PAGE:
by Alexander Bondar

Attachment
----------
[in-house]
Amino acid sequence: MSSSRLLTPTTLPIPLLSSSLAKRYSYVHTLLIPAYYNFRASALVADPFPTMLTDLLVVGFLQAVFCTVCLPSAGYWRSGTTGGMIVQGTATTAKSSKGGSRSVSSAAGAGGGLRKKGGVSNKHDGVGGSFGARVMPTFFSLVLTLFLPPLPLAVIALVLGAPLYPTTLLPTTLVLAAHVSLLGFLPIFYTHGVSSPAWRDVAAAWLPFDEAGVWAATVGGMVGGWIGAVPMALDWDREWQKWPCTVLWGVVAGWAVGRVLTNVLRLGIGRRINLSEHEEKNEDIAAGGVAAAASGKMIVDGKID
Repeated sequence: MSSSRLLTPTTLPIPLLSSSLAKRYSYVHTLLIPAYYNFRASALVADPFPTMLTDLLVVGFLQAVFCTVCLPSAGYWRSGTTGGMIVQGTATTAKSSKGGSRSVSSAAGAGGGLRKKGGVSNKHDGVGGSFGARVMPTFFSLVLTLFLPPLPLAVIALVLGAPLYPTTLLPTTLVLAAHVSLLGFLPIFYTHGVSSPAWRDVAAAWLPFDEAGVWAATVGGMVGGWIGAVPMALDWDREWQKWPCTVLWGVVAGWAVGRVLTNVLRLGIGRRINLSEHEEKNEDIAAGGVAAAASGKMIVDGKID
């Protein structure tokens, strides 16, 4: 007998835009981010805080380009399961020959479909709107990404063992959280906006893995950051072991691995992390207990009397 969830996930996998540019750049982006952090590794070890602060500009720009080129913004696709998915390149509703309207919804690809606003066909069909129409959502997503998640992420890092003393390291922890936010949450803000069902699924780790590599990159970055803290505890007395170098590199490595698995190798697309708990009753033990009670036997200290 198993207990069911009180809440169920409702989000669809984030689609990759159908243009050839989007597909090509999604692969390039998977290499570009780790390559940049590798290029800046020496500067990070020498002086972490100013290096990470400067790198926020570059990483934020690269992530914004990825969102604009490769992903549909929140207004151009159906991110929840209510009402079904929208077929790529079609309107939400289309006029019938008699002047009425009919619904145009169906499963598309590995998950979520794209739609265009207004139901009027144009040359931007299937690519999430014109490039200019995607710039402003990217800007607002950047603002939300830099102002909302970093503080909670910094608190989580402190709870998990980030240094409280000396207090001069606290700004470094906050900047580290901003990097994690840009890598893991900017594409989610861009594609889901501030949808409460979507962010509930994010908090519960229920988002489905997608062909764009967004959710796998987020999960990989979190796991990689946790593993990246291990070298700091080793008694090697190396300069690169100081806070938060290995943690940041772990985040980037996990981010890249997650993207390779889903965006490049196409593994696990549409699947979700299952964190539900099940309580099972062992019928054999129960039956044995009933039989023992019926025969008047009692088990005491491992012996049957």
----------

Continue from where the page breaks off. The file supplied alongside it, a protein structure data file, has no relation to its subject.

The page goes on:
Name 'Kupchino' refers to the district in south-west outskirts of Saint Petersburg, Russia. The beginning of its active development falls on sixties, so there are no mansions, palaces and other antiquities. There is only one tiny desolate channel. Actually, only cars' number plates remind now and then that you are still in Saint Petersburg.It's so called "sleeping district". And it means that every weekday majority of working population leaves for work in other city parts, andchildren, pensioners and dogs become ultimate masters until the evening. They don't have any reasons for haste, so the rhythm of life here dramatically differs from downtown.Kupchino is cut from the rest of the world on all four sides by railroads. But this confinement doesn't bring anxiety, it rather brings feeling of comfort and self-containment, in fact it's enclave, a city inside the city. A very special aura prevails here: huge masses of gray soviet buildings only rarely are intermittent with gaudy spots of supermarkets and few modern building. Almost empty streets, garbage covered wastelands... All that bring to a casual spectator a feeling of stagnation, silent contamination protracted for decades.